After a brief lull in March and April, Canada’s property market reached new heights with record sales and record prices in July. The national home price index, an industry calculation of the price of a typical home sold, rose 3.3 per cent to $637,600 from January to July on a seasonally adjusted basis, according to data from the Canadian Real Estate Association.
In Montreal, the index was up 7.7 per cent to $401,200. In Ottawa, it jumped 9.4 per cent to $502,500. In the Toronto region, it increased 4 per cent to $876,100 and in the Vancouver area, which had been recovering from stricter mortgage rules and higher taxes, the price rose slightly to $1,023,100.
Cottage country, suburbs and smaller cities are also making big gains. West of Toronto, Hamilton-Burlington’s home price index climbed 7.8 per cent to $683,700. North of the city, the index in the Barrie area rose 6.8 per cent to $524,100.
In addition to seeing their major asset increase in value, homeowners are also finding it easier to pay down their loans. With lower mortgage rates, borrowers spend more of their monthly payments on principal instead of interest.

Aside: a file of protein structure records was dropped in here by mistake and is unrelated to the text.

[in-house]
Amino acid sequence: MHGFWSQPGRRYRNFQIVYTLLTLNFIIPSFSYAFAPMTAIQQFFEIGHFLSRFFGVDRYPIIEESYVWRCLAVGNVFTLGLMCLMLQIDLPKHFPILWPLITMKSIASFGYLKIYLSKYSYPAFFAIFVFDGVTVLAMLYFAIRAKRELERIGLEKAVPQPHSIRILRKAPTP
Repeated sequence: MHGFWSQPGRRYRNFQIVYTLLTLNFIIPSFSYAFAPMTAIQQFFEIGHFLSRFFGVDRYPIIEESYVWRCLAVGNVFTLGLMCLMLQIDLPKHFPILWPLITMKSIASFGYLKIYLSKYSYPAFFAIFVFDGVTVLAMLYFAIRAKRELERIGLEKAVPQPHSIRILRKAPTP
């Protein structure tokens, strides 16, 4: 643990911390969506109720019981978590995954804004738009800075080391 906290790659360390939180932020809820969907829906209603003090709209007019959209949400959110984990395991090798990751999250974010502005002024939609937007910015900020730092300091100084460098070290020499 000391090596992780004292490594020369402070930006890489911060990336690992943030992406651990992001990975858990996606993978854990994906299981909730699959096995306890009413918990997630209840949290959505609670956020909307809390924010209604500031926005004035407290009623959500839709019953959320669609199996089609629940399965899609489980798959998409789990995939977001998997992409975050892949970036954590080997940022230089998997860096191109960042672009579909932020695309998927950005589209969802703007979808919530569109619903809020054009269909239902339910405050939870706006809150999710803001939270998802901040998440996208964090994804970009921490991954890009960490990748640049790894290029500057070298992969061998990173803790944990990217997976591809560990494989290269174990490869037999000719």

For example, when the five-year fixed rate was 2.99 per cent last year, for a $500,000 mortgage amortized over 30 years, the borrower would make monthly payments of about $2,100 in the first year. Of that amount, $1,240 is interest and $860 is principal debt, according to mortgage broker Elan Weintraub with Mortgageoutlet.ca.
For the same mortgage with today’s 1.99-per-cent mortgage rate, the borrower makes monthly payments of $1,845 in the first year. Of that amount, $825 is interest and $1,020 is repaid to principal, Mr. Weintraub said.
For renters with secure jobs, the situation is not dire – in tight markets such as Toronto, supply is up and demand is down. A slew of new apartments and condos are coming on the market in and around the city. As well, some Airbnb operators turned their properties into long-term rentals when tourism vanished after borders closed.